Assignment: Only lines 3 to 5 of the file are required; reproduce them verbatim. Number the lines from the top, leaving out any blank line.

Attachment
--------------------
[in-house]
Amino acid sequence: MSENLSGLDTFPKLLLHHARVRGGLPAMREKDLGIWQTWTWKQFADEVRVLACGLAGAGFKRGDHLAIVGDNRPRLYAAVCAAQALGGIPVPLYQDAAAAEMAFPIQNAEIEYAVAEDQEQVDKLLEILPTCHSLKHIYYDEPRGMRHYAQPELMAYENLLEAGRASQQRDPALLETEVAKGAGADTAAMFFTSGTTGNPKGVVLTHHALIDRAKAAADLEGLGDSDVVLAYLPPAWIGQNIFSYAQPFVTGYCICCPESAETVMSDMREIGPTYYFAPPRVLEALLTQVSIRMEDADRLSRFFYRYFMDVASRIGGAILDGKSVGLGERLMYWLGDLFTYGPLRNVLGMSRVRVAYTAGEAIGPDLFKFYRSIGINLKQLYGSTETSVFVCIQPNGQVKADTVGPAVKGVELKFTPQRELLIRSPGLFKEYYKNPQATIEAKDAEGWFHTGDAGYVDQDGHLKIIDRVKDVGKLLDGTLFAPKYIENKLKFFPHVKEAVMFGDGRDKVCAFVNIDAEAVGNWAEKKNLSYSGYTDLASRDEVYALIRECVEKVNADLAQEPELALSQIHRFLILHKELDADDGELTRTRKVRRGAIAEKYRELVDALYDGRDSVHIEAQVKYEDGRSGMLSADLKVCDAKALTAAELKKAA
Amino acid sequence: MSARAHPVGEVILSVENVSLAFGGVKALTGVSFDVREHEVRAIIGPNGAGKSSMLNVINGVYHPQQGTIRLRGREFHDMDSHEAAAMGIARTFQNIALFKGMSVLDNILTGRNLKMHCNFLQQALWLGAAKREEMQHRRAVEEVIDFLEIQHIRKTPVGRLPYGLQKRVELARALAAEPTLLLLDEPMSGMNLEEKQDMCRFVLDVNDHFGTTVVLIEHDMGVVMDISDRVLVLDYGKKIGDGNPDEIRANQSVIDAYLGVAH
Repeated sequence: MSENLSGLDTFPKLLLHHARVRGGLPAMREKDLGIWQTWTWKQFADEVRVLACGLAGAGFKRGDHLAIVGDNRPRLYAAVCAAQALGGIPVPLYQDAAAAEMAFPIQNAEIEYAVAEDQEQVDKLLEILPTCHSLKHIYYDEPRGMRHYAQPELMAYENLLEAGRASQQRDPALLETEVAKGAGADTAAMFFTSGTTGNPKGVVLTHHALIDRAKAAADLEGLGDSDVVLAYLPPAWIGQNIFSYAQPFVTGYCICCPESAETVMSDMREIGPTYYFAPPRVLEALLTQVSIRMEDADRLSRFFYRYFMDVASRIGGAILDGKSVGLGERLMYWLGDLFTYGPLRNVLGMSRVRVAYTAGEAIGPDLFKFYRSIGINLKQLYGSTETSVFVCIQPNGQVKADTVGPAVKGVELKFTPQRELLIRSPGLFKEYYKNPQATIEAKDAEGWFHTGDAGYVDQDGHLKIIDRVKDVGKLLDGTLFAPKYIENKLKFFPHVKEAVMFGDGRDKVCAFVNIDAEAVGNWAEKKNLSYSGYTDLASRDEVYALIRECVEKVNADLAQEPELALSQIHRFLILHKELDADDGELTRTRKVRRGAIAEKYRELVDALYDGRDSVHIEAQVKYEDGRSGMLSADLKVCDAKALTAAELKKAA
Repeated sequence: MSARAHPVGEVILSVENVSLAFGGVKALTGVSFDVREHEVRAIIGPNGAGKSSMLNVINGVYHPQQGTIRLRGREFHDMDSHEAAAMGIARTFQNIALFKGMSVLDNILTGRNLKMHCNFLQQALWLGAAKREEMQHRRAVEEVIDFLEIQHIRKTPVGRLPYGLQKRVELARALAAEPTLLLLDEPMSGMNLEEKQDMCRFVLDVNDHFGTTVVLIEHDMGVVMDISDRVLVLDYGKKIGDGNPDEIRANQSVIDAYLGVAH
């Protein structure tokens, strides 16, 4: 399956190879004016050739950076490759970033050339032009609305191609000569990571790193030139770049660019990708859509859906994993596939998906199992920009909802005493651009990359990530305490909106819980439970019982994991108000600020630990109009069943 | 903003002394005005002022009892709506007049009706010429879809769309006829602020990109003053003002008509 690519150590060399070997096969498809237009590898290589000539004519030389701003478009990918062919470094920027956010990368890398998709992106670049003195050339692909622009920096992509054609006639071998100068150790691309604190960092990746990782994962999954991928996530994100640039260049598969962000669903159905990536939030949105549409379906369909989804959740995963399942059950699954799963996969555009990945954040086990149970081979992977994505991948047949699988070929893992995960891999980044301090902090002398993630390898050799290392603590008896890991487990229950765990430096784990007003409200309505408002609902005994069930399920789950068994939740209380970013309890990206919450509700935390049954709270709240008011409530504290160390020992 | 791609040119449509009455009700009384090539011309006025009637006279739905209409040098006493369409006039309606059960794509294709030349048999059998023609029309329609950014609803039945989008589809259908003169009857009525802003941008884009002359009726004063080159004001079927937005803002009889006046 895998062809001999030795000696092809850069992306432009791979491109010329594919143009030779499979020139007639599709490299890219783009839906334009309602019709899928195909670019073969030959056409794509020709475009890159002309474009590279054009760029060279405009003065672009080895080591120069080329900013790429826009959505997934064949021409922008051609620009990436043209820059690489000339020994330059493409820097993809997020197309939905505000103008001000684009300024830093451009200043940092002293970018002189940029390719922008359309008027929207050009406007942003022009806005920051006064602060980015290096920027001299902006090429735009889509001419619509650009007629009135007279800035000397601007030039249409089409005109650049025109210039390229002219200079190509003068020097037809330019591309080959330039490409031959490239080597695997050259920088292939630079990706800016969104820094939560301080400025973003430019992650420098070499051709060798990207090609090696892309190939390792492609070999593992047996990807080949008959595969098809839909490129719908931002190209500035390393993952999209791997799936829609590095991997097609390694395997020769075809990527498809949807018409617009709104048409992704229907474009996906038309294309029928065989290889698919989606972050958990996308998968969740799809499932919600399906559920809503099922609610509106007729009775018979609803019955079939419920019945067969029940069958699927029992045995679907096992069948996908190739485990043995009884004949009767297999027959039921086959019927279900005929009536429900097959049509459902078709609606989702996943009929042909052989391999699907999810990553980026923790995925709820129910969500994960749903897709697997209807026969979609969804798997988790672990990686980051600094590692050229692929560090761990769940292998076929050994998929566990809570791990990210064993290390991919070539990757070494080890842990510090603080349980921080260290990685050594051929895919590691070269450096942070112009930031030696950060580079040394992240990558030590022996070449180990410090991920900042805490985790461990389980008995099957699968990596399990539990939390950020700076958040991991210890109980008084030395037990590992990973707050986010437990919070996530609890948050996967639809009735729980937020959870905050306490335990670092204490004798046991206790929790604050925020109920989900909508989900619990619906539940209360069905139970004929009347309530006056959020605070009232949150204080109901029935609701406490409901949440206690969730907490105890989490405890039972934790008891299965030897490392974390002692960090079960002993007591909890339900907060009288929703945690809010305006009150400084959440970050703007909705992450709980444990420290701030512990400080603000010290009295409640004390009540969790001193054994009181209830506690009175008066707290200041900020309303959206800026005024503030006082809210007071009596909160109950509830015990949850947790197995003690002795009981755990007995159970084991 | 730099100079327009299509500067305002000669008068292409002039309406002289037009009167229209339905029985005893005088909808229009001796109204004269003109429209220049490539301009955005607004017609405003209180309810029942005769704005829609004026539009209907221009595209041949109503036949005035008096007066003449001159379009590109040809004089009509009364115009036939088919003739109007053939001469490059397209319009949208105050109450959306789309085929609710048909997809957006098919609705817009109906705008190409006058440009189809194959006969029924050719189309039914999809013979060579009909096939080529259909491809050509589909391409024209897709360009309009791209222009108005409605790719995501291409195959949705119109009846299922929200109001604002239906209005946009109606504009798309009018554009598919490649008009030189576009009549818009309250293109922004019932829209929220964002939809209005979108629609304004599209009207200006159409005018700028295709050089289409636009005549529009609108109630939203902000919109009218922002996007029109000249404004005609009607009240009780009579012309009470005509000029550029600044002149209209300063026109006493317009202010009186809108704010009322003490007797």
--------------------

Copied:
Amino acid sequence: MSARAHPVGEVILSVENVSLAFGGVKALTGVSFDVREHEVRAIIGPNGAGKSSMLNVINGVYHPQQGTIRLRGREFHDMDSHEAAAMGIARTFQNIALFKGMSVLDNILTGRNLKMHCNFLQQALWLGAAKREEMQHRRAVEEVIDFLEIQHIRKTPVGRLPYGLQKRVELARALAAEPTLLLLDEPMSGMNLEEKQDMCRFVLDVNDHFGTTVVLIEHDMGVVMDISDRVLVLDYGKKIGDGNPDEIRANQSVIDAYLGVAH
Repeated sequence: MSENLSGLDTFPKLLLHHARVRGGLPAMREKDLGIWQTWTWKQFADEVRVLACGLAGAGFKRGDHLAIVGDNRPRLYAAVCAAQALGGIPVPLYQDAAAAEMAFPIQNAEIEYAVAEDQEQVDKLLEILPTCHSLKHIYYDEPRGMRHYAQPELMAYENLLEAGRASQQRDPALLETEVAKGAGADTAAMFFTSGTTGNPKGVVLTHHALIDRAKAAADLEGLGDSDVVLAYLPPAWIGQNIFSYAQPFVTGYCICCPESAETVMSDMREIGPTYYFAPPRVLEALLTQVSIRMEDADRLSRFFYRYFMDVASRIGGAILDGKSVGLGERLMYWLGDLFTYGPLRNVLGMSRVRVAYTAGEAIGPDLFKFYRSIGINLKQLYGSTETSVFVCIQPNGQVKADTVGPAVKGVELKFTPQRELLIRSPGLFKEYYKNPQATIEAKDAEGWFHTGDAGYVDQDGHLKIIDRVKDVGKLLDGTLFAPKYIENKLKFFPHVKEAVMFGDGRDKVCAFVNIDAEAVGNWAEKKNLSYSGYTDLASRDEVYALIRECVEKVNADLAQEPELALSQIHRFLILHKELDADDGELTRTRKVRRGAIAEKYRELVDALYDGRDSVHIEAQVKYEDGRSGMLSADLKVCDAKALTAAELKKAA
Repeated sequence: MSARAHPVGEVILSVENVSLAFGGVKALTGVSFDVREHEVRAIIGPNGAGKSSMLNVINGVYHPQQGTIRLRGREFHDMDSHEAAAMGIARTFQNIALFKGMSVLDNILTGRNLKMHCNFLQQALWLGAAKREEMQHRRAVEEVIDFLEIQHIRKTPVGRLPYGLQKRVELARALAAEPTLLLLDEPMSGMNLEEKQDMCRFVLDVNDHFGTTVVLIEHDMGVVMDISDRVLVLDYGKKIGDGNPDEIRANQSVIDAYLGVAH